Foreign investment declined somewhat during the 1960s and 1970s because of political uncertainty and the government's Moroccanization policy requiring majority Moroccan ownership of foreign banks, trading companies, insurance firms, and small manufacturing plants. Many foreign firms either sold out or closed down before 30 September 1974, the first deadline for compliance with Moroccanization policies. In an effort to attract foreign capital, the government passed a new investment code in August 1973 that offered substantial tax concessions to private investors. To encourage badly needed foreign investment, a revised code introduced in 1982 permitted foreign investors 100% ownership of local companies in certain sectors and unrestricted transfer of capital. The effective repent in 1990 of the Moroccanization law and regulatory changes, including tax breaks and streamlined approval procedures, led to a more than threefold increase in foreign investment inflows in the four years following its enactment.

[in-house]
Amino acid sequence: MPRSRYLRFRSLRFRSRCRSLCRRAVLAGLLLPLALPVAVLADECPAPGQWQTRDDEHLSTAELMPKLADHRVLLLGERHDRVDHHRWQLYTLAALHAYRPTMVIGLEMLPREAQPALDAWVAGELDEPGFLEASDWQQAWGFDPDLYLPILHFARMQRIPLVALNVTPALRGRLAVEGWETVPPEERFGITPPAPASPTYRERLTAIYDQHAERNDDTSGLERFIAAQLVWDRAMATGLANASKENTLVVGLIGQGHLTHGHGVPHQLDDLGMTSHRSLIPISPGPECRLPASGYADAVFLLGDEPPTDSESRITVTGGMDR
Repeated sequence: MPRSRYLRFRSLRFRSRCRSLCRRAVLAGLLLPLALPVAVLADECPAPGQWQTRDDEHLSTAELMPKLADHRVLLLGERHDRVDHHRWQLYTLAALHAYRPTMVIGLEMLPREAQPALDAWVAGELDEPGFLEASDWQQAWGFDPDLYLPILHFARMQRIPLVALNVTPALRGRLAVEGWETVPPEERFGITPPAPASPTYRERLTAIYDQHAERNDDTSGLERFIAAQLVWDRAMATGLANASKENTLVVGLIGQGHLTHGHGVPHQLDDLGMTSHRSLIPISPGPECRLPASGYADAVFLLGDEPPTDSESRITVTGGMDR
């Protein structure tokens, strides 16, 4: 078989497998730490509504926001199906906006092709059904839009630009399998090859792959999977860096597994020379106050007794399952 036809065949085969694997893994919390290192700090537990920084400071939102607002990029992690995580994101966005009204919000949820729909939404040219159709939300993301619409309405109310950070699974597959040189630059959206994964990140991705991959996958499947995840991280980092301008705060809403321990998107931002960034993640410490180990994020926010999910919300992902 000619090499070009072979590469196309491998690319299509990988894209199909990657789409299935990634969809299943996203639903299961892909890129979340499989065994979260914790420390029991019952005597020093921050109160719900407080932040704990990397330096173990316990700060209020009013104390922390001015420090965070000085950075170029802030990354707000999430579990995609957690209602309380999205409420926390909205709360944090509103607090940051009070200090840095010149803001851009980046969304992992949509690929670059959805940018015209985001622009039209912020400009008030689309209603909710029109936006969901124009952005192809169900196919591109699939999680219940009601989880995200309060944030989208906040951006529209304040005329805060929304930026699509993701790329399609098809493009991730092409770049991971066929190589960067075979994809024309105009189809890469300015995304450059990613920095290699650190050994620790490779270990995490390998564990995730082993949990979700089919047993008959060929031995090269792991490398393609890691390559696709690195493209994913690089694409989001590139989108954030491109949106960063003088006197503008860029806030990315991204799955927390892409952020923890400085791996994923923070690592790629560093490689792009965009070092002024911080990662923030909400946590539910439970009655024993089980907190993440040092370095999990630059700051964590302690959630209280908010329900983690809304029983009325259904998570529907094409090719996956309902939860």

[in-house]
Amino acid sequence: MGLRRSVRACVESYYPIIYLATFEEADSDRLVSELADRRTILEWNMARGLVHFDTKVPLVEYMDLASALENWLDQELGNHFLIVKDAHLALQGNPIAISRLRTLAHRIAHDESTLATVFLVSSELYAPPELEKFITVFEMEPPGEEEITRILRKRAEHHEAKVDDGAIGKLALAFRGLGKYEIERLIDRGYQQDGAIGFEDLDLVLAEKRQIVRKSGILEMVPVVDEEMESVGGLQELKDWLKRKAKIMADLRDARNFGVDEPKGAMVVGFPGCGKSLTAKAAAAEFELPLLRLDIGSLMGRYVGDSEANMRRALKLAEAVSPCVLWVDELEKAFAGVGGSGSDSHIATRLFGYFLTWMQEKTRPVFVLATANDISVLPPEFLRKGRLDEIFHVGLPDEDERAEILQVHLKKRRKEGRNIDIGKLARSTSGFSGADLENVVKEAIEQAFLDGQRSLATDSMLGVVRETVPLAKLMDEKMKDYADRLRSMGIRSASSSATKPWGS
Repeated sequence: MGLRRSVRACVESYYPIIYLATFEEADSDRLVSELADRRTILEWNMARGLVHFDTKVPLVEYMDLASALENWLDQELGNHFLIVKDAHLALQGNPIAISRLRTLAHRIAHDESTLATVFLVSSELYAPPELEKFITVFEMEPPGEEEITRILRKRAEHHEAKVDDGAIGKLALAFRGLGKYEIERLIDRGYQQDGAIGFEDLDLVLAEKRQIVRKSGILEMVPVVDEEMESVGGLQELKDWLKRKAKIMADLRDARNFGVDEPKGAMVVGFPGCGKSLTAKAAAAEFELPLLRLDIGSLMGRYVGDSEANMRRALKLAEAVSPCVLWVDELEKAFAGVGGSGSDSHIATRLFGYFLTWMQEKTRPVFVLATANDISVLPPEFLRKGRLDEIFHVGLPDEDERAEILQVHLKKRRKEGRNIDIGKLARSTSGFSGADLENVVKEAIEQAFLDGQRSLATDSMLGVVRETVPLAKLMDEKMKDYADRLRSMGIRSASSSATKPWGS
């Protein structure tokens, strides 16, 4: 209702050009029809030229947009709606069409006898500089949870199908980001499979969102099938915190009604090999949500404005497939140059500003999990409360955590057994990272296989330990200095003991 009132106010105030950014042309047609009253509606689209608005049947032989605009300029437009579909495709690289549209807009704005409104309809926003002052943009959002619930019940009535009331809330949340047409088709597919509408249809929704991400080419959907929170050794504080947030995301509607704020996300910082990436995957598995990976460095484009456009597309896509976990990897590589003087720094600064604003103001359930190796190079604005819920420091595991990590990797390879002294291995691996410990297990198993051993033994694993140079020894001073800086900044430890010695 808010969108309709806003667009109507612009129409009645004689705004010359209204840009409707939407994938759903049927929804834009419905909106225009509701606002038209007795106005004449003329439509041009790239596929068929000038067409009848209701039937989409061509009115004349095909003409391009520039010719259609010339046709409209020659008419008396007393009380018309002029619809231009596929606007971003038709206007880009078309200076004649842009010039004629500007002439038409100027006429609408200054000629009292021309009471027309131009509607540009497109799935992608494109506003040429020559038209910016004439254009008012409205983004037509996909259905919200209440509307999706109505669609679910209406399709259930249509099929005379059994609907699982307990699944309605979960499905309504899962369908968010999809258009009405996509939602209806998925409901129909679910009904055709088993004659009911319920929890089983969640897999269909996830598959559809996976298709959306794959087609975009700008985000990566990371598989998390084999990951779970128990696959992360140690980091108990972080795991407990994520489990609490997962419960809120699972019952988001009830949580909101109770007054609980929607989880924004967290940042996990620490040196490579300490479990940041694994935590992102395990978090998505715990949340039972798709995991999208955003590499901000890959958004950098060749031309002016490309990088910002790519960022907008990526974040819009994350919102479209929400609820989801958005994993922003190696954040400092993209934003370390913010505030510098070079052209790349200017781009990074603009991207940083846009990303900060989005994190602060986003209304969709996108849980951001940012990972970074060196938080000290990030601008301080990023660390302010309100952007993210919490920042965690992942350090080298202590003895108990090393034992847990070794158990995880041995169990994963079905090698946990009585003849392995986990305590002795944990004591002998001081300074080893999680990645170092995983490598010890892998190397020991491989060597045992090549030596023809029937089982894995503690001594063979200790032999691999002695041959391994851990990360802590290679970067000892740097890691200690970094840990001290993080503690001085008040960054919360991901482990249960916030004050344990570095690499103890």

A new investment code was passed in 1995 that provided income tax breaks for investments in certain regions, crafts and export industries; and import duty reductions; especially during the first five years of operation. It also contained foreign exchange provisions that favored foreign investors.
In 1997, annual foreign direct investment (FDI) inflows reached over $1 billion, but then fell to $333 million in 1998. FDI inflow in 1999 rose to a near-record of almost $850 million mainly accounted for by two large investments: Telefonica of Spain and Telecom Portugal for mobile phones and Coca-Cola for bottling plants at Fez and Marrakech. In 2000, there was a 76% decrease in FDI inflow to Morocco to $201 million, but in 2001 inward FDI was a record $2.66 billion, due primarily to Vivendi Universal's $2.1 billion purchase of a 35% share of Maroc Telecom.